8. It is my earnest belief that both sides - Palestinians and Israelis - should do everything possible so that mutual trust is restored, peace negotiations are revitalized and steady progress is ensured through the transitional period, leading to a permanent settlement as envisaged by the Declaration of Principles on Interim Self-Government Arrangements (A/48/486-S/26560, annex). Courage, determination and commitment should guide the parties along that path. To that end, Israel should refrain from unilateral actions that have the effect of pre-empting the outcome of the talks and the Palestinian Authority should spare no effort in fighting terrorism effectively. I hope that the resumption of high-level meetings this autumn and the committee talks on outstanding issues will create momentum to get the Israeli-Palestinian talks back on track. Progress on the Israel-Syria and Israel-Lebanon tracks of negotiations is also essential for achieving a comprehensive and durable peace in the region.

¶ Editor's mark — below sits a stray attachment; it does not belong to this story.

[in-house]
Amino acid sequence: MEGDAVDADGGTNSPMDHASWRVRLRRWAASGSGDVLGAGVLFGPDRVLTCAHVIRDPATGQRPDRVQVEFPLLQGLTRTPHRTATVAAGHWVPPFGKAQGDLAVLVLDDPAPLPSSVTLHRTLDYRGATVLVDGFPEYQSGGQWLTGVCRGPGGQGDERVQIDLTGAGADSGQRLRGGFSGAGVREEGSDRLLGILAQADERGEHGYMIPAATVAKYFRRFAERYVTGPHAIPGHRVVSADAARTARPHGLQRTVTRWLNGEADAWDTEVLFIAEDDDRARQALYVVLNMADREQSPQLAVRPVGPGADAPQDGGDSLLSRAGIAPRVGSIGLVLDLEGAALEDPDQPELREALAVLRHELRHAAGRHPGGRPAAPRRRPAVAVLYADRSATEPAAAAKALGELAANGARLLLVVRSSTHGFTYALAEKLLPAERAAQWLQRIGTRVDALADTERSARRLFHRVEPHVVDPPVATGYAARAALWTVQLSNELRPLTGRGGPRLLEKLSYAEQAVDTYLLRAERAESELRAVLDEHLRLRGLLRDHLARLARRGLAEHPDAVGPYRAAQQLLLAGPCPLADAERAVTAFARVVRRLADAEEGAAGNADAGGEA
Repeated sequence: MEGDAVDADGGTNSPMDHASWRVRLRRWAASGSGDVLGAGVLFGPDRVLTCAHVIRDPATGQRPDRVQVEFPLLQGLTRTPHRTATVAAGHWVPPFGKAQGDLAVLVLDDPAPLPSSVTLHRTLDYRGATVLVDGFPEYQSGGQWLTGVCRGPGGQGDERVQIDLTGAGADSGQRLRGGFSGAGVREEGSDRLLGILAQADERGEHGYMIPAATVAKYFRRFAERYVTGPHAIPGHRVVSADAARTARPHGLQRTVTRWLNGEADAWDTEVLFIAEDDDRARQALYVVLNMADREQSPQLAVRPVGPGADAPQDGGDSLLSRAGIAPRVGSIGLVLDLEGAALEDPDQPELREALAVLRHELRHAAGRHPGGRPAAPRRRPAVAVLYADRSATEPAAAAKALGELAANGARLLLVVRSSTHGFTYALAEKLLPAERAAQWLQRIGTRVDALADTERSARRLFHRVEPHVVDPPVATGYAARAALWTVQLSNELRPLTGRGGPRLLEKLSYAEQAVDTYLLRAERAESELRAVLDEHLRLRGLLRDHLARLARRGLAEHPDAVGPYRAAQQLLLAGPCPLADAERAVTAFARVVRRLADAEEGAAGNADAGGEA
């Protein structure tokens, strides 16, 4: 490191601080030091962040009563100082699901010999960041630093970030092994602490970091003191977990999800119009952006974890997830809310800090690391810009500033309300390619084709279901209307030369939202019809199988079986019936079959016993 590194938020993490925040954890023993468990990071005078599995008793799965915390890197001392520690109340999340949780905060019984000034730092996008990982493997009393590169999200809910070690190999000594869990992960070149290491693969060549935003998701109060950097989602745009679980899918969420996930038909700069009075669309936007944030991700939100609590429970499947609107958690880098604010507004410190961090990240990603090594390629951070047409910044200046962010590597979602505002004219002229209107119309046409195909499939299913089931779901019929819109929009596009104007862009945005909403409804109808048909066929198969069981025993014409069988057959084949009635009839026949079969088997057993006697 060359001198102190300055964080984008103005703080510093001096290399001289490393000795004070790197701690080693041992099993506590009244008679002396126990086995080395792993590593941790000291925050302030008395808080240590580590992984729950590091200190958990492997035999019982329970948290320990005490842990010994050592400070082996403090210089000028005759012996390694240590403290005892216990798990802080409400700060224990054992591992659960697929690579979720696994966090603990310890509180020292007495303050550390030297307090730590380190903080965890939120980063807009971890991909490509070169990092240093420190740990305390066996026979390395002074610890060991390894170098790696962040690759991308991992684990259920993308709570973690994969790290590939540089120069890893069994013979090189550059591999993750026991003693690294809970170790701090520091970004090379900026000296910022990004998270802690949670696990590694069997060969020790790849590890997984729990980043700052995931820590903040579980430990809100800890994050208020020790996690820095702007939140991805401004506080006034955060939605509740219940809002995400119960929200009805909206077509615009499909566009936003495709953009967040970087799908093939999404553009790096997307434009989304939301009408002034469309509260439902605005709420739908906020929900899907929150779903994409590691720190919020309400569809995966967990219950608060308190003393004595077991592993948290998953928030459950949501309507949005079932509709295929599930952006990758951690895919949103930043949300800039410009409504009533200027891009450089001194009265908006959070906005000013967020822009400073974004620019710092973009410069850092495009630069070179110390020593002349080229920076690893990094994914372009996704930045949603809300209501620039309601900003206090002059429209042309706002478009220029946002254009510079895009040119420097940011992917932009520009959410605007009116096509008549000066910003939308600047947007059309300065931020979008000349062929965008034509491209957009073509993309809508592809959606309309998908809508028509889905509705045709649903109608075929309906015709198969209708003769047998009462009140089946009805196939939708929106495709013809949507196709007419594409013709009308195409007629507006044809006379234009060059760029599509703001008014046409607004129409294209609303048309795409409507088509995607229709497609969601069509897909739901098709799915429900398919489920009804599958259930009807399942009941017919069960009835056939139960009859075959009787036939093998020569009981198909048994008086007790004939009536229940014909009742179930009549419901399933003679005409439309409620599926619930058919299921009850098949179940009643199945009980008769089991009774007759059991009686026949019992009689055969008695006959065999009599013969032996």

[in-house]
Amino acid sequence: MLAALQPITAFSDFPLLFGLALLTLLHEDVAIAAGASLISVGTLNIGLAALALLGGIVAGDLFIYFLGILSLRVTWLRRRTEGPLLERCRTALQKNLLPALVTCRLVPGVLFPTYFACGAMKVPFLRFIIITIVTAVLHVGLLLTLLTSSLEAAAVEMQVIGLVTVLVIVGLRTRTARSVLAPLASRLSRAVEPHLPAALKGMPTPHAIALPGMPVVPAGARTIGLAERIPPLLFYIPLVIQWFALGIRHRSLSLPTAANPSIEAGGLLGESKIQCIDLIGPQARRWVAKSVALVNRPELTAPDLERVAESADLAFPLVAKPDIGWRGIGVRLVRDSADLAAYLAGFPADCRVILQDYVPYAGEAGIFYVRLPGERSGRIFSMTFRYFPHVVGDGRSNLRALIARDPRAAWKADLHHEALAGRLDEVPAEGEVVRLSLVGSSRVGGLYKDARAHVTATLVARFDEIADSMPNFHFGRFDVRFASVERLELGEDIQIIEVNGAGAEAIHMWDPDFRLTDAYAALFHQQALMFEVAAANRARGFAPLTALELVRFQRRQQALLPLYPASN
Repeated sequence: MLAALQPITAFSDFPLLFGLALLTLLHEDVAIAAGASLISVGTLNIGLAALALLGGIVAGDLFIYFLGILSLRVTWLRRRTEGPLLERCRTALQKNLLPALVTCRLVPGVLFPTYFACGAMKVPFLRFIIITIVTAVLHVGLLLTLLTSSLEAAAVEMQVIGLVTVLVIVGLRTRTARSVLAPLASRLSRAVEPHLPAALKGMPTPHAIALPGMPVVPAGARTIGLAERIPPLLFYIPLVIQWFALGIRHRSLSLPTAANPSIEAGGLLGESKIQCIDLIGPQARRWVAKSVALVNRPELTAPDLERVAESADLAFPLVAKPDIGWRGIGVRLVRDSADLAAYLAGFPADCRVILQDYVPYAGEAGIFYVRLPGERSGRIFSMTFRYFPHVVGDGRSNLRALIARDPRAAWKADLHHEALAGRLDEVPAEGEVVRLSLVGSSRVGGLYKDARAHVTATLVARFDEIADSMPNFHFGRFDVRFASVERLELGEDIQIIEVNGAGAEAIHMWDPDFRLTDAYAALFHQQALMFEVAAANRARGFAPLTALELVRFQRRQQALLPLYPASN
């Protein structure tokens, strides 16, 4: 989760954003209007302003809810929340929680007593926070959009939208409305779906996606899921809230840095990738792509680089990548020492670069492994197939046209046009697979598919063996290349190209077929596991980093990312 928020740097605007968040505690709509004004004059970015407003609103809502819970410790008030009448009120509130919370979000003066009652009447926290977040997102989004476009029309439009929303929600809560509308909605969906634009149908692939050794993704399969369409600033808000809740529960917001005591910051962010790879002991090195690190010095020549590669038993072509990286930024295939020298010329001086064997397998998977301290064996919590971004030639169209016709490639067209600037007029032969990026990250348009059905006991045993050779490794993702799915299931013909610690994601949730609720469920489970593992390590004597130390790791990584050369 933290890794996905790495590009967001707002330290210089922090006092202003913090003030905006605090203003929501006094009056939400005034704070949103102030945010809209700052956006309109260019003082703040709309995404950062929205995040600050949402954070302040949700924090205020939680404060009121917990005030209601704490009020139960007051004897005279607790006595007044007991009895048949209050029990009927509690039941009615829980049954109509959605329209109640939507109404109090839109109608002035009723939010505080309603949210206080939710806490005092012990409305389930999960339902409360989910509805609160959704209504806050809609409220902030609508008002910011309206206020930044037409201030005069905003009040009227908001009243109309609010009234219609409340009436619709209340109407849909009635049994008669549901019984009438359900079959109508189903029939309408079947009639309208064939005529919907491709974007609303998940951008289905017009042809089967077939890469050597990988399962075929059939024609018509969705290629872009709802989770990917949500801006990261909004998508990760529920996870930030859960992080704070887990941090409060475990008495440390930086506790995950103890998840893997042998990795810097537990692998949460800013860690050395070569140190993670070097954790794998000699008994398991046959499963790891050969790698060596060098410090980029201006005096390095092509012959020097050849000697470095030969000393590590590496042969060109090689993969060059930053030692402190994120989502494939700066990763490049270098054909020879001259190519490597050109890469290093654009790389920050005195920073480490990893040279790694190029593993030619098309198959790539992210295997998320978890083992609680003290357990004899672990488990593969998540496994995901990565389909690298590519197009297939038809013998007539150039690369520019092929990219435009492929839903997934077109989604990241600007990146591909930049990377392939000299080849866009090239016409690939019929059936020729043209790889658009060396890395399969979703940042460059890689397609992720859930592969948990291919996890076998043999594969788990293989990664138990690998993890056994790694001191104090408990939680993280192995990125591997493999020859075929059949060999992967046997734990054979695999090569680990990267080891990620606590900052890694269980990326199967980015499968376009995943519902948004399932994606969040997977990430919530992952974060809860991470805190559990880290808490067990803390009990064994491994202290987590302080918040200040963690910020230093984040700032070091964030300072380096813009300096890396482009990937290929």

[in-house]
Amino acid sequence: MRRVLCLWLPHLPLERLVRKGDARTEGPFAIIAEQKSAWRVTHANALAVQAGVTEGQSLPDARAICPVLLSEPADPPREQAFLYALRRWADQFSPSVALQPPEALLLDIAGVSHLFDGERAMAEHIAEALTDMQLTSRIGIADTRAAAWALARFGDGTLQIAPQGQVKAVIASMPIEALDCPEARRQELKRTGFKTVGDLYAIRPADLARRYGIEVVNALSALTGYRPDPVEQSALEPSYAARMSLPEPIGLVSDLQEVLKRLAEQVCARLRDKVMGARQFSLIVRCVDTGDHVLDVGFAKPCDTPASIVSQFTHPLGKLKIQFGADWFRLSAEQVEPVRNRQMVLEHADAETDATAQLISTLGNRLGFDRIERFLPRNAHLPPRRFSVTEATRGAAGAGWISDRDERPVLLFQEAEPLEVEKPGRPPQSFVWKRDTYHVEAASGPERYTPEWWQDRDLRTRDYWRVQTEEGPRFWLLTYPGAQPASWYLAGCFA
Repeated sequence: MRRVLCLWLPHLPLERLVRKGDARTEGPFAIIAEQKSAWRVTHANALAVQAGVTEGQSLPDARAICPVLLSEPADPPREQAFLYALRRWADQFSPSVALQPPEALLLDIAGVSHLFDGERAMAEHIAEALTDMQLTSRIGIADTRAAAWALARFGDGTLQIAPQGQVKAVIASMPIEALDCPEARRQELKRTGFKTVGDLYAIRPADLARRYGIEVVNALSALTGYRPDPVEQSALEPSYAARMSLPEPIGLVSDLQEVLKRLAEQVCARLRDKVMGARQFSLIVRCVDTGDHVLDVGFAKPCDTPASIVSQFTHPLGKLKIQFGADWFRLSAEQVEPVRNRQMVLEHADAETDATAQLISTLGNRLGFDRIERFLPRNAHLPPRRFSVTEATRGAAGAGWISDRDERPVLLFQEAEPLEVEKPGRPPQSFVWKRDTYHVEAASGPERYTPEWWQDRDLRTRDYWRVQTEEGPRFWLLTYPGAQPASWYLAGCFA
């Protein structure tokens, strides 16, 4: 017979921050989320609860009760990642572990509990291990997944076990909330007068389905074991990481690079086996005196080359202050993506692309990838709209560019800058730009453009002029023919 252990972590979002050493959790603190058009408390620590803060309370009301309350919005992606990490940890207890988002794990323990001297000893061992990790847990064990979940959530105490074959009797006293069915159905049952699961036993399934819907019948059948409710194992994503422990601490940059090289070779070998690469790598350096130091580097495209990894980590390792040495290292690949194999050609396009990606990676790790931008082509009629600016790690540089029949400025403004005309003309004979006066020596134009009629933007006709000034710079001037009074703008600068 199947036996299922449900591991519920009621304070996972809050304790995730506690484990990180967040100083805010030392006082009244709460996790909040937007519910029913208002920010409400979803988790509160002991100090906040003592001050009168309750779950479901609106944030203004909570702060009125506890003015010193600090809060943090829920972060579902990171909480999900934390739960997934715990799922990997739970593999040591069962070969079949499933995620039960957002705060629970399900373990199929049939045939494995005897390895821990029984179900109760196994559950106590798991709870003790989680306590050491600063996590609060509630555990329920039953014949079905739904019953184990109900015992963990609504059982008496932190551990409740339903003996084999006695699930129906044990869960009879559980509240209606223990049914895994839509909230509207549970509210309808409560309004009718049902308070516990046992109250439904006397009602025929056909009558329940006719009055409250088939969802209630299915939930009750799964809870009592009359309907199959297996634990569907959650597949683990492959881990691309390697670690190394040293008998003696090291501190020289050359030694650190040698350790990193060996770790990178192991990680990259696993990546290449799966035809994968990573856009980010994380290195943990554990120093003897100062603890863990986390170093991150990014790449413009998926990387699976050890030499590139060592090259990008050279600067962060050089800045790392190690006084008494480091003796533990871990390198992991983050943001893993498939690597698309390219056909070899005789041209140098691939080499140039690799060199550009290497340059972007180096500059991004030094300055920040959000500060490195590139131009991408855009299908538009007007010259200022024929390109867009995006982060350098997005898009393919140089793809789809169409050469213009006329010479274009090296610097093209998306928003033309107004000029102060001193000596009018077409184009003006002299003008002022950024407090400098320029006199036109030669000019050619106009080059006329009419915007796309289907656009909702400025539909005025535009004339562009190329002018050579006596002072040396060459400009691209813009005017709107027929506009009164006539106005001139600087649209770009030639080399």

9. The United Nations will continue to support the peace process, politically and through the provision of economic and social assistance to the Palestinian people facilitated by the United Nations Special Coordinator in the Occupied Territories. Improving living conditions in the West Bank and Gaza is imperative for creating a favourable atmosphere for the peace process on the ground. In that connection, it is important that UNRWA be put on a sound financial footing so that the downgrading in its services to the Palestinian refugees can be avoided.